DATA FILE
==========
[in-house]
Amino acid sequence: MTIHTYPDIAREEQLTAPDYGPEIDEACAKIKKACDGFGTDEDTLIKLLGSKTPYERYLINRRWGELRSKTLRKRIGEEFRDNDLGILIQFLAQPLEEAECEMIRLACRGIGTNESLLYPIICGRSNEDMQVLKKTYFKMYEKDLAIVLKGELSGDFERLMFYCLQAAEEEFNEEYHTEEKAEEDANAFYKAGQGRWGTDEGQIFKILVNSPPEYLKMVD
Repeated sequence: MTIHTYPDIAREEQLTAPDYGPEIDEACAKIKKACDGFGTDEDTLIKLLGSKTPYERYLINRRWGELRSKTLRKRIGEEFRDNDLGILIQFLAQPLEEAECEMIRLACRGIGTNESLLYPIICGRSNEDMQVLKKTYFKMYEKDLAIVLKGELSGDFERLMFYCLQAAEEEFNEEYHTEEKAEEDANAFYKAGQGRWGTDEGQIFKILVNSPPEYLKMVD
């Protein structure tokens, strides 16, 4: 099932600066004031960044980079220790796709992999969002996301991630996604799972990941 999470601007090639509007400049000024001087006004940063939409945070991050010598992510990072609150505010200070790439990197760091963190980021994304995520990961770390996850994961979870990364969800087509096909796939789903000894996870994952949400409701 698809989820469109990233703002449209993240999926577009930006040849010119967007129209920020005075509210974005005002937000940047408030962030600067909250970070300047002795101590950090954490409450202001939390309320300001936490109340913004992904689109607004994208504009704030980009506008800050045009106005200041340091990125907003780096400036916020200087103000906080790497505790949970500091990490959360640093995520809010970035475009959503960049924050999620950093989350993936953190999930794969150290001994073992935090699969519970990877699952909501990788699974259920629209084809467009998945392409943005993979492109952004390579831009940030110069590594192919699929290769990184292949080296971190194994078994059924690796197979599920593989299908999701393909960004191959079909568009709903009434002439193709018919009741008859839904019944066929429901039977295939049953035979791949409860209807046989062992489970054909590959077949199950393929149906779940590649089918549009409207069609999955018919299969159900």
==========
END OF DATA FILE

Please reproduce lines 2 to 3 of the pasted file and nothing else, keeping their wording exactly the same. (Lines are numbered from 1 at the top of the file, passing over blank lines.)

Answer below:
Amino acid sequence: MTIHTYPDIAREEQLTAPDYGPEIDEACAKIKKACDGFGTDEDTLIKLLGSKTPYERYLINRRWGELRSKTLRKRIGEEFRDNDLGILIQFLAQPLEEAECEMIRLACRGIGTNESLLYPIICGRSNEDMQVLKKTYFKMYEKDLAIVLKGELSGDFERLMFYCLQAAEEEFNEEYHTEEKAEEDANAFYKAGQGRWGTDEGQIFKILVNSPPEYLKMVD
Repeated sequence: MTIHTYPDIAREEQLTAPDYGPEIDEACAKIKKACDGFGTDEDTLIKLLGSKTPYERYLINRRWGELRSKTLRKRIGEEFRDNDLGILIQFLAQPLEEAECEMIRLACRGIGTNESLLYPIICGRSNEDMQVLKKTYFKMYEKDLAIVLKGELSGDFERLMFYCLQAAEEEFNEEYHTEEKAEEDANAFYKAGQGRWGTDEGQIFKILVNSPPEYLKMVD